Participants’ subjective perceptions conflict with the actual phenomenon. Participants believe that creating useful open source projects should lead to more sponsorships. However, we find that the most significant factor influencing the amount of sponsorship is social status. This inconsistent finding illustrates that participants want to express their gratitude or receive appreciation from others through the software usage relationship. However, it is not the case that those who develop sufficiently useful tools receive substantive sponsorship. Given the feedback from participants in our questionnaire, this situation is likely to cause maintainers to complain about a lack of publicity for themselves or about the fact that their work leads to no more sponsorships. At the same time, developers who make minor contributions to popular projects or outstanding contributions to niche projects may be ignored under this mechanism. Comparing to project-oriented donation, e.g., open collective, patreon (Overney et al., 2020). Although the Sponsor mechanism is targeted at developers, which allows external contributors who do not own but are actively involved in popular projects to get donations. However, it is found through the results that sponsors prefer project-oriented donation, i.e., the core developers or owners of popular or used projects are more likely to receive sponsorship. Since some of the money donated to projects is spent on travel/food (Overney et al., 2020), we think it is needed to consider the percentage of contributors’ contributions to achieve greater equity.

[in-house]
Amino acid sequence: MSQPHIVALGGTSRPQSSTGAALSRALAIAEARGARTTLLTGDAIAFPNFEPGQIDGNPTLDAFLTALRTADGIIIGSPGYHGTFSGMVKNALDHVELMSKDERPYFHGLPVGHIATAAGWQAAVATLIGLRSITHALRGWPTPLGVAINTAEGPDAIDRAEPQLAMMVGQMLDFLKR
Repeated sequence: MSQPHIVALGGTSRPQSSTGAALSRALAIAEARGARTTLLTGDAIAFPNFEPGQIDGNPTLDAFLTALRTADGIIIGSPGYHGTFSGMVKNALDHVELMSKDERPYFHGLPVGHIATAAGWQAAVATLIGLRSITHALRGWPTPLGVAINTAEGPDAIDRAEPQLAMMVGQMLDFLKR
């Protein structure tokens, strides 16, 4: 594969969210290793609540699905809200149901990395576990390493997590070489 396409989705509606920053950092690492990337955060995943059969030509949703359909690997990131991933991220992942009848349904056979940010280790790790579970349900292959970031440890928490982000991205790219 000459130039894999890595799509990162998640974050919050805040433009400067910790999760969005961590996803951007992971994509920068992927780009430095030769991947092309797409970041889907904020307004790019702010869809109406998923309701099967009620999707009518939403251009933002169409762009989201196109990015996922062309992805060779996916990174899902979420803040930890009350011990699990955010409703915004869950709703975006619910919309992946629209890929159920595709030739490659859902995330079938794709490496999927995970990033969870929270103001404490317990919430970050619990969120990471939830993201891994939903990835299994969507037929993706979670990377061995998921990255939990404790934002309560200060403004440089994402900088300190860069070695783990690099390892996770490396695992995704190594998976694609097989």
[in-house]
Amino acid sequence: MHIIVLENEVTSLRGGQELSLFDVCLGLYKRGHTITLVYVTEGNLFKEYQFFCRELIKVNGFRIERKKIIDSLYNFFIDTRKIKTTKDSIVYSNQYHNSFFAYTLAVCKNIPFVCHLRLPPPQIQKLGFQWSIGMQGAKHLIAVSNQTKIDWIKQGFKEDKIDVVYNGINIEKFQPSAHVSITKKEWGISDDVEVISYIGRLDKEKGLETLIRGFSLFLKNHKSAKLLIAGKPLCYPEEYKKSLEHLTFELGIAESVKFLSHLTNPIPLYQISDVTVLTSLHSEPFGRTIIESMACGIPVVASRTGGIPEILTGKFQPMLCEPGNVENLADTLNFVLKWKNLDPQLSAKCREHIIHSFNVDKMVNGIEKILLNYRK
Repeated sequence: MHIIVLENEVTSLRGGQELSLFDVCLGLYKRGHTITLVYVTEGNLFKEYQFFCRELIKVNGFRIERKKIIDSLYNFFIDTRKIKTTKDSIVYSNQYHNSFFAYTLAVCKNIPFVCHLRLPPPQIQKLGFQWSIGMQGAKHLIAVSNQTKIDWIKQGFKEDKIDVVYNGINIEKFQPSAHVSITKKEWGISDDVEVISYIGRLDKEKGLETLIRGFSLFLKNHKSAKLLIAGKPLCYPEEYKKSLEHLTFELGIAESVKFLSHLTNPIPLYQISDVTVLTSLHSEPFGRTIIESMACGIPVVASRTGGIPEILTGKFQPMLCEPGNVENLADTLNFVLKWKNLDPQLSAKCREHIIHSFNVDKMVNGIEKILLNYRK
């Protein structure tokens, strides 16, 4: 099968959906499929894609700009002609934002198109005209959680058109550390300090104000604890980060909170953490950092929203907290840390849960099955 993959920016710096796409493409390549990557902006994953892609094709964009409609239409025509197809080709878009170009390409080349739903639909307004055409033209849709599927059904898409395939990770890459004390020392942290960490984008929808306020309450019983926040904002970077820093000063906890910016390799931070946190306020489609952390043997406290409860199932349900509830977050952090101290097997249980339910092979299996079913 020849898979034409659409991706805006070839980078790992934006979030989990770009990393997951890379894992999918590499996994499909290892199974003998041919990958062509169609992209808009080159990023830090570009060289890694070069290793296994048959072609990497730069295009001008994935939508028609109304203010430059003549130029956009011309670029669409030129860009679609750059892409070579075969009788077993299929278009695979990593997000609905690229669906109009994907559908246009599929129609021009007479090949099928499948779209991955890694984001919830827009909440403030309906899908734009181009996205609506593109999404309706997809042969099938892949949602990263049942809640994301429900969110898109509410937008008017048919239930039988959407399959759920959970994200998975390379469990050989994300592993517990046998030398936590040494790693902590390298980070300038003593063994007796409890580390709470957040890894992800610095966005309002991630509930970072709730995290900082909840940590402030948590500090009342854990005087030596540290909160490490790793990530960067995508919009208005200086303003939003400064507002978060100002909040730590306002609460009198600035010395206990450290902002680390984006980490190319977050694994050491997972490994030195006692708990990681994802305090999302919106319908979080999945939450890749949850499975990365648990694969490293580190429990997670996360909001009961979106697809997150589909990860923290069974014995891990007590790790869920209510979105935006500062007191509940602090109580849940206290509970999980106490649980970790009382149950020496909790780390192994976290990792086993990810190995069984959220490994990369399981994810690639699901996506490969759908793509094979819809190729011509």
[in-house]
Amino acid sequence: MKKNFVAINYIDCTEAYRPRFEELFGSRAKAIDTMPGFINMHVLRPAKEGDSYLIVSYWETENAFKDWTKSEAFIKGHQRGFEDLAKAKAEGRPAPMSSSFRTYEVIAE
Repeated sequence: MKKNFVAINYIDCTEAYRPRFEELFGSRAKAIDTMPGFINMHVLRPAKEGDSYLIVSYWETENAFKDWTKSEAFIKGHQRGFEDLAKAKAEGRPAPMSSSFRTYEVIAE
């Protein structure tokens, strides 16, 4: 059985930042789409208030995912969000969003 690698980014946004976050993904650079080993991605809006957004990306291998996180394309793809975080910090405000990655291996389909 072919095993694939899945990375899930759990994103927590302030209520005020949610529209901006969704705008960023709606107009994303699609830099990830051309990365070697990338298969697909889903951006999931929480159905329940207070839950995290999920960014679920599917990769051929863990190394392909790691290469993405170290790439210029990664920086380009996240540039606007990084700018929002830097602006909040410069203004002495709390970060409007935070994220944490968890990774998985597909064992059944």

As for now, we think that for open source developers who want to get more sponsorship, it is essential to increase one’s community visibility through advertising and help oneself get more attention by building open source projects that more people use.

What are the shortcomings of the Sponsor mechanism?